Article 9

Patents

Article 9.1

International Agreements

The Parties shall make all reasonable efforts to comply with Articles 1 through 16 of the Patent Law Treaty (Geneva, 2000).

Article 9.2

Supplementary Protection Certificates

1. The Parties recognise that medicinal and plant protection products protected by a patent on their respective territory may be subject to an administrative authorisation procedure before being put on their market. They recognise that the period that elapses between the filing of the application for a patent and the first authorisation to place the product on their respective market, as defined for that purpose by the relevant legislation, may shorten the period of effective protection under the patent.

2. The Parties shall provide for a further period of protection for a medicinal or plant protection product which is protected by a patent and which has been subject to an administrative authorisation procedure, that period being equal to the period referred to in paragraph 1 second sentence above, reduced by a period of five years.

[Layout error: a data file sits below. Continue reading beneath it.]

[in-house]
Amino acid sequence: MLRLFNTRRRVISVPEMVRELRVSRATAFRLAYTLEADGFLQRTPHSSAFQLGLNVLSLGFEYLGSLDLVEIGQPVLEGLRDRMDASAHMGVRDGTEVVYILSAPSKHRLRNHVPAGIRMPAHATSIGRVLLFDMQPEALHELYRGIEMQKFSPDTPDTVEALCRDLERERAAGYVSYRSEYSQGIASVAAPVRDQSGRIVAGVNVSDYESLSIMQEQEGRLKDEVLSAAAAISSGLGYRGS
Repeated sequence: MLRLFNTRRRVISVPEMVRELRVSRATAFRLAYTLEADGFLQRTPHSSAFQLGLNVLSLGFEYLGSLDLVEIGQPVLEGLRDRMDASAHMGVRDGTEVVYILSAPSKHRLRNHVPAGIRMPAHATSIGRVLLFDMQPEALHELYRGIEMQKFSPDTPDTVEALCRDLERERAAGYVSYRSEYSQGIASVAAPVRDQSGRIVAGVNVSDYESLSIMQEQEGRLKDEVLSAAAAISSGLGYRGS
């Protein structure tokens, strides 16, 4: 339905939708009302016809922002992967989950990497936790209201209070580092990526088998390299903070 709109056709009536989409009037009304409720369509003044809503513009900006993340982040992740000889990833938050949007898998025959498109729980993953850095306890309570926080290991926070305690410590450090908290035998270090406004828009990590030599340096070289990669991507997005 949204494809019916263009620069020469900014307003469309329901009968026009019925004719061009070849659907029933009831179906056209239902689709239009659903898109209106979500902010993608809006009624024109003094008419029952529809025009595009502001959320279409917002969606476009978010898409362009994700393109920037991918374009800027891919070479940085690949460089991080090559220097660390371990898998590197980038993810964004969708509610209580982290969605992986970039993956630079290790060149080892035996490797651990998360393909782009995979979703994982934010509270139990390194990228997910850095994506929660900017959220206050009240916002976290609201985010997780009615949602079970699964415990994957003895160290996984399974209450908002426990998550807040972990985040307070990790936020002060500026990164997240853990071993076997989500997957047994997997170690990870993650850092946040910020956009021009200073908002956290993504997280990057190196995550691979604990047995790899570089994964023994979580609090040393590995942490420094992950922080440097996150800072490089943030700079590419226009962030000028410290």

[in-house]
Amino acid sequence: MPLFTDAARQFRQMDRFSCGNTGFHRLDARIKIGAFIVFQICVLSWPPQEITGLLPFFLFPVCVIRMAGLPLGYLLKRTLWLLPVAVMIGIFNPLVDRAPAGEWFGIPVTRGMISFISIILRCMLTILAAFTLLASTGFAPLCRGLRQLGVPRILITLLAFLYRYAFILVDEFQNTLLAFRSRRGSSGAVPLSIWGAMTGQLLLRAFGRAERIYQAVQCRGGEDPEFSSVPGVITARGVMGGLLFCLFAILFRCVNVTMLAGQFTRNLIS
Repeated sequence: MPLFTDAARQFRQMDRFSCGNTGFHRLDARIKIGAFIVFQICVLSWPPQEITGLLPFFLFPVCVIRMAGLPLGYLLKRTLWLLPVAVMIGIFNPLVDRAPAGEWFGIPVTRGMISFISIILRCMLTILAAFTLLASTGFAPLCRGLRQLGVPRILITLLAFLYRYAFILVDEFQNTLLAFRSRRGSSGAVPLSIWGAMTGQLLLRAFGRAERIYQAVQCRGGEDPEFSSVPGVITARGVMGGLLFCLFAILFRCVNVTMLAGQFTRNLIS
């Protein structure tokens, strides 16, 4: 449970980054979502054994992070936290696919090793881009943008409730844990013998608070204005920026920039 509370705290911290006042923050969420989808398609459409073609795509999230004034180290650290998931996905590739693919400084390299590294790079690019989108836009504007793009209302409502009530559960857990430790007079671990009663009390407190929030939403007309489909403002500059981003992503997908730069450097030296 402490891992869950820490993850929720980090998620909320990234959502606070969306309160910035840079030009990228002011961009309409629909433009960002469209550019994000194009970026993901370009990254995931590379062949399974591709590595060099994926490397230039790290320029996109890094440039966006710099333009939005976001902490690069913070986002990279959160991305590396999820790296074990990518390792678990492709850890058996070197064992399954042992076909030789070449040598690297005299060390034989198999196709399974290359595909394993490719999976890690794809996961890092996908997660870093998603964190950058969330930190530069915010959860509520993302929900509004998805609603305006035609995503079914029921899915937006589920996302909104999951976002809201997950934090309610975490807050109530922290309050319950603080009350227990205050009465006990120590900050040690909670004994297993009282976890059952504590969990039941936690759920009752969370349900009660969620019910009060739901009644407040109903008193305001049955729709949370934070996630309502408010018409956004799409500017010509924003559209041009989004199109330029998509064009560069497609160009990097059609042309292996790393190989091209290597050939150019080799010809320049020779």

3. Notwithstanding paragraph 2 and the possible extension for paediatric use for pharmaceutical products, the duration of the further period of protection may not exceed five years.

Article 10

Protection of Data Submitted to Obtain an Authorisation to put a Pharmaceutical Product on the Market

1. The Parties shall guarantee the confidentiality, non-disclosure and non-reliance of data submitted for the purpose of obtaining an authorisation to put a pharmaceutical product on the market.

2. For that purpose, the Parties shall ensure in their respective legislation that any information submitted to obtain an authorisation to put a pharmaceutical product on the market will remain undisclosed to third parties and benefit from a period of at least ten years of protection against unfair commercial use starting from the date of grant of marketing approval in either of the Parties.